Ad­min­is­tra­tion of­fi­cials deny this ac­count, as do some who were in­volved at the State De­part­ment. Non­ethe­less, Fre­der­ic Hof, a U.S. am­bas­sad­or who was Clin­ton’s spe­cial ad­viser for trans­ition in Syr­ia at the time, agrees that the ne­go­ti­ations could have been bet­ter handled. The harsh de­mand that “As­sad must go” voiced by Clin­ton and Brit­ish For­eign Sec­ret­ary Wil­li­am Hag­ue was “gra­tu­it­ous,” says Hof, a seni­or fel­low at the At­lantic Coun­cil. “Per­haps a great­er ef­fort should have been made to give An­nan the time to do his due di­li­gence.” Still, Hof says he saw no evid­ence that the ad­min­is­tra­tion was pos­tur­ing for polit­ic­al reas­ons.

A cur­rent seni­or State De­part­ment of­fi­cial con­cedes that one of the prob­lems with mak­ing the An­nan com­mu­nique work may have been Clin­ton’s dis­taste for get­ting in­volved in ex­ten­ded dir­ect me­di­ation, in dra­mat­ic con­trast to her suc­cessor, who has opened up ne­go­ti­ations on sev­er­al fronts at once — with Syr­ia and the Rus­si­ans, with Ir­an, and between the Palestini­ans and Is­rael­is. “We’ve made more trips to the Mideast in the last nine months than she made in four years,” says this of­fi­cial.

While Clin­ton ex­celled at “soft” power — selling Amer­ica’s mes­sage abroad — one emer­ging cri­ti­cism of her four-year ten­ure at State was that she con­sist­ently avoided get­ting her hands dirty with dir­ect me­di­ation. Clin­ton agreed to leave key ne­go­ti­ations in crisis spots — in par­tic­u­lar the Mideast and south-cent­ral Asia — to spe­cial en­voys such as George Mitchell and Richard Hol­brooke, and she rarely stepped in as each of them failed. Vet­er­an re­port­er Dav­id Ro­hde, in an as­sess­ment as Clin­ton was leav­ing of­fice in Janu­ary, sug­ges­ted that Clin­ton wanted to avoid em­bar­rass­ment or fail­ure ahead of a 2016 pres­id­en­tial run; he quoted one State De­part­ment of­fi­cial as say­ing that he was “really happy to have someone in the job who does not re­tain polit­ic­al am­bi­tions.”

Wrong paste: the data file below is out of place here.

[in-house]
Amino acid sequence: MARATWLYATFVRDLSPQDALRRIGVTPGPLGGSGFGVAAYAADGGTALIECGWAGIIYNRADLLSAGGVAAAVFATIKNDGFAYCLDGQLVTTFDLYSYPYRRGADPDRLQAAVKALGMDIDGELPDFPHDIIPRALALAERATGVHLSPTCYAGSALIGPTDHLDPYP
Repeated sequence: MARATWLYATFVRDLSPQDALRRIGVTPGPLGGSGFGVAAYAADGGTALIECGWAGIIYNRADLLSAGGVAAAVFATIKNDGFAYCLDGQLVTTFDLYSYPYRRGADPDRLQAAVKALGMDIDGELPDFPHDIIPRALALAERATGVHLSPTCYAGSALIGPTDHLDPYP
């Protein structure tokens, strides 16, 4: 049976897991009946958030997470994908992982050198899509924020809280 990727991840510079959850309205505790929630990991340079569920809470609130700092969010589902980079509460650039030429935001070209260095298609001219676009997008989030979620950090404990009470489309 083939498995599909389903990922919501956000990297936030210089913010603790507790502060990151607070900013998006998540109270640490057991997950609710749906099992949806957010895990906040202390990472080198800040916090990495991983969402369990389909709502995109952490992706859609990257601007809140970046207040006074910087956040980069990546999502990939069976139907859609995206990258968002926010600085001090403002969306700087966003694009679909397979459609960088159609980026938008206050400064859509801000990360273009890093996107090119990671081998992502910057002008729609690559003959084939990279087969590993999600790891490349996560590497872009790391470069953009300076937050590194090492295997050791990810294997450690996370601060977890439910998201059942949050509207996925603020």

Still, Hof and crit­ics of the ad­min­is­tra­tion say a 2012 peace deal would have been a steep, up­hill climb at best. “I think there were a couple of prob­lems that raised their ugly head in the im­me­di­ate wake of this thing be­ing signed on June 30,” Hof says. “Num­ber one, it be­came clear to both An­nan and the Rus­si­ans that As­sad had no in­terest whatever in be­ing “˜transitioned.’ He was able to read the text of the Geneva agree­ment quite ac­cur­ately…. By the same token, the op­pos­i­tion was un­happy with Kofi’s hand­work be­cause there was no ex­pli­cit lan­guage to the ef­fect that As­sad will step down.”

But what happened next was that the Geneva com­mu­nique dis­ap­peared onto a dusty shelf; even Kerry when he took of­fice chided the Obama ad­min­is­tra­tion for be­ing “late” in push­ing peace. And what Kerry faces now is a newly as­sert­ive As­sad and a vastly more frac­tured op­pos­i­tion riddled with ex­treme ele­ments that want no part of a U.S.- or West­ern-brokered peace. All of which makes that missed op­por­tun­ity even more pain­ful.